“Hunger,” by Roxane Gay
2017 Publication , 4 star , memoir , novel , Own Voices / July 31, 2018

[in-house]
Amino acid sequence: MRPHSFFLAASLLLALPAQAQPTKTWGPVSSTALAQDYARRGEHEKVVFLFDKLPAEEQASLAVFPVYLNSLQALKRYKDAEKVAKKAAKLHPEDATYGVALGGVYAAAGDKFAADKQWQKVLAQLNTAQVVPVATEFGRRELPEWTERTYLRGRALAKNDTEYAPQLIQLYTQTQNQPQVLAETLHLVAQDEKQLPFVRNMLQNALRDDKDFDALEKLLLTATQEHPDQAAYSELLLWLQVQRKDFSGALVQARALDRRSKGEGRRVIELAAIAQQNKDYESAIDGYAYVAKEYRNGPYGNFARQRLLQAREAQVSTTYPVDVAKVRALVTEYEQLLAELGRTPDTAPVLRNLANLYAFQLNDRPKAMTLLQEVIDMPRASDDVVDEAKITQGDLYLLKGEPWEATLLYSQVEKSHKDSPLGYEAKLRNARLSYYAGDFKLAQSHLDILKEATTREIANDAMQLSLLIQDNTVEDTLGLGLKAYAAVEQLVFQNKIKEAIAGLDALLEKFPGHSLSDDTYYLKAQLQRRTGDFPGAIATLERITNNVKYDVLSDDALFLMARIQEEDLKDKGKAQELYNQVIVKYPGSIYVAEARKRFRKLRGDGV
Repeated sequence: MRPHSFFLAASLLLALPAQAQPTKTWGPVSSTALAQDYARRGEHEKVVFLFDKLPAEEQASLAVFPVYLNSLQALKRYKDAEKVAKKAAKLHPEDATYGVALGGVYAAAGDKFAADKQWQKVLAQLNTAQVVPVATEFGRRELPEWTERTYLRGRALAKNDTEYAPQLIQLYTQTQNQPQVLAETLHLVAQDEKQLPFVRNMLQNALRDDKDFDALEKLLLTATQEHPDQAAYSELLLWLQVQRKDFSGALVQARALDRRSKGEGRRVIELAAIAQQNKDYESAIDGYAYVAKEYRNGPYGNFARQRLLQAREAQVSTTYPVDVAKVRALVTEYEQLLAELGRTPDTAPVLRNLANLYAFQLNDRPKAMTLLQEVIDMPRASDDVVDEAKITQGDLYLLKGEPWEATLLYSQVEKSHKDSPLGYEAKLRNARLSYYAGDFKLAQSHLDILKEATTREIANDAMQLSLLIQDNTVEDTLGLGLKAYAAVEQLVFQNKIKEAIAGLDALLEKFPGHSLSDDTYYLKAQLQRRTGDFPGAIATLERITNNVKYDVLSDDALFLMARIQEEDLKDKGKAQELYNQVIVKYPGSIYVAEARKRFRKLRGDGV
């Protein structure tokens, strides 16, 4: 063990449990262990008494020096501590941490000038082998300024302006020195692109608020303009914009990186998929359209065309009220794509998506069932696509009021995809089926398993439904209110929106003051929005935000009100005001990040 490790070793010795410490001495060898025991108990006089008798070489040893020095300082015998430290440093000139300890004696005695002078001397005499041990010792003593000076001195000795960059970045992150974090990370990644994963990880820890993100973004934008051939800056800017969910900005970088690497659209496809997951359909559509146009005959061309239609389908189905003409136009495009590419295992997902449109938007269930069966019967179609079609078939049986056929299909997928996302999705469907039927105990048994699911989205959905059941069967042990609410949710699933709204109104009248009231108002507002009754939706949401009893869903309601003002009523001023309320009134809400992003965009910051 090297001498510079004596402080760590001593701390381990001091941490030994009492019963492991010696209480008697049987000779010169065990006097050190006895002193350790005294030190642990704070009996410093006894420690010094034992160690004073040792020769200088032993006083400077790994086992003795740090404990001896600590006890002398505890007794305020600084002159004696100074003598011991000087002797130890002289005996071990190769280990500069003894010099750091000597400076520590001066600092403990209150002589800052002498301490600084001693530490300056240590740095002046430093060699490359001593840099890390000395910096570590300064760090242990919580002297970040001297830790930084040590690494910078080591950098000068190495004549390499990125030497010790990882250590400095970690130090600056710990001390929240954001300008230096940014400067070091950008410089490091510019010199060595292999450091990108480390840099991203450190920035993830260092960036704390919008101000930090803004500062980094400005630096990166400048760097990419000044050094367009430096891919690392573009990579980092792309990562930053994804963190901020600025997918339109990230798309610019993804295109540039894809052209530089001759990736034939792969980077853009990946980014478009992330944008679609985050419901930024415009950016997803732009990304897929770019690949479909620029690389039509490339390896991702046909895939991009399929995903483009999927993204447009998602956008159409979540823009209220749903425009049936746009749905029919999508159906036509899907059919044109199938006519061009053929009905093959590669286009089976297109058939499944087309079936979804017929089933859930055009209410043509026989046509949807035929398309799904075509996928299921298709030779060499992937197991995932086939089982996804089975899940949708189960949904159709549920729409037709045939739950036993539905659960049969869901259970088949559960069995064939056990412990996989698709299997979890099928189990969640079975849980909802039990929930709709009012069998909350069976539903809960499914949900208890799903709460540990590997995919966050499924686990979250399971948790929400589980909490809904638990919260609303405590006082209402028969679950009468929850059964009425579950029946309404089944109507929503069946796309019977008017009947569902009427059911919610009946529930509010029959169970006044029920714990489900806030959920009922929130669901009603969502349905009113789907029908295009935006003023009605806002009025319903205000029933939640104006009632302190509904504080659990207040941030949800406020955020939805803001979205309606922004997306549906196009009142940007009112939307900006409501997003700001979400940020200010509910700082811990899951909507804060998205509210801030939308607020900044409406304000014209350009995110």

“Hunger,” by Roxane Gay, is one woman’s attempt to grapple with the state and size of her body and the way it interacts with the world and the world interacts with it. It’s also a story of endurance, and survival: a story of sexual violence, of eating disorders, of being treated as less than for her weight. Gay is a brilliant writer and accurately portrays the way fat bodies are treated, and the way we take up space and are denied space. She shares the common thing fat people do when entering a room… who am I fatter than? Who is fatter than I am? She talks about the accommodations so often lacking for fat people: proper sized sturdy chairs, booth tables that aren’t too close to benches, stairs, patience. Gay also discusses her sexual history, which includes a gang rape when she was a child– when she was twelve– that shattered her and deeply affected her forever. Gay is Very Fat. She is Obviously Fat. She is I’m Just Concerned About Your Health Fat. She is Can’t Shop In Regular Stores Fat. She is Can’t Shop In Specialty Stores Fat. She is Morbidly Obese, or as some put it,…